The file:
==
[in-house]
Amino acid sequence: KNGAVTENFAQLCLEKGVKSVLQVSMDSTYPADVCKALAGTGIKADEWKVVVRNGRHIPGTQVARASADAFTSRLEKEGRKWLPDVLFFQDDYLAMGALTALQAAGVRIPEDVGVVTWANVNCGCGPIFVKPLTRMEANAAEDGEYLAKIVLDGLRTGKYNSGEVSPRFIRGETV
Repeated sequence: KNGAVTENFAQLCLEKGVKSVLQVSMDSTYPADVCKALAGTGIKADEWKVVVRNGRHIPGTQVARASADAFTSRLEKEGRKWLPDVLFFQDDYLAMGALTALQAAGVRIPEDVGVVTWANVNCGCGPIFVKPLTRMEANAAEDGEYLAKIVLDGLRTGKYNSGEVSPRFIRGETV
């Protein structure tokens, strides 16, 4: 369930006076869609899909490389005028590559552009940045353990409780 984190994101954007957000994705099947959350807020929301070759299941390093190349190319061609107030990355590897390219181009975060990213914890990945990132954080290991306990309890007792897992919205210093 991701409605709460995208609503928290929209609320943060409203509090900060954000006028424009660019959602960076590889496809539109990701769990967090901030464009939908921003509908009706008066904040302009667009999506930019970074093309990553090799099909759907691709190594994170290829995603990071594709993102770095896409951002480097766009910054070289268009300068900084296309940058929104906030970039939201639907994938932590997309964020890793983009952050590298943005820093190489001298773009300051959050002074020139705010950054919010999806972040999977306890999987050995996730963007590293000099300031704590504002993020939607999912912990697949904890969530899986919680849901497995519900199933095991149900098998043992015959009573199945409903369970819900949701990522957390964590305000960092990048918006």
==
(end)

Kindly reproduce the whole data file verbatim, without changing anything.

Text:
[in-house]
Amino acid sequence: KNGAVTENFAQLCLEKGVKSVLQVSMDSTYPADVCKALAGTGIKADEWKVVVRNGRHIPGTQVARASADAFTSRLEKEGRKWLPDVLFFQDDYLAMGALTALQAAGVRIPEDVGVVTWANVNCGCGPIFVKPLTRMEANAAEDGEYLAKIVLDGLRTGKYNSGEVSPRFIRGETV
Repeated sequence: KNGAVTENFAQLCLEKGVKSVLQVSMDSTYPADVCKALAGTGIKADEWKVVVRNGRHIPGTQVARASADAFTSRLEKEGRKWLPDVLFFQDDYLAMGALTALQAAGVRIPEDVGVVTWANVNCGCGPIFVKPLTRMEANAAEDGEYLAKIVLDGLRTGKYNSGEVSPRFIRGETV
């Protein structure tokens, strides 16, 4: 369930006076869609899909490389005028590559552009940045353990409780 984190994101954007957000994705099947959350807020929301070759299941390093190349190319061609107030990355590897390219181009975060990213914890990945990132954080290991306990309890007792897992919205210093 991701409605709460995208609503928290929209609320943060409203509090900060954000006028424009660019959602960076590889496809539109990701769990967090901030464009939908921003509908009706008066904040302009667009999506930019970074093309990553090799099909759907691709190594994170290829995603990071594709993102770095896409951002480097766009910054070289268009300068900084296309940058929104906030970039939201639907994938932590997309964020890793983009952050590298943005820093190489001298773009300051959050002074020139705010950054919010999806972040999977306890999987050995996730963007590293000099300031704590504002993020939607999912912990697949904890969530899986919680849901497995519900199933095991149900098998043992015959009573199945409903369970819900949701990522957390964590305000960092990048918006």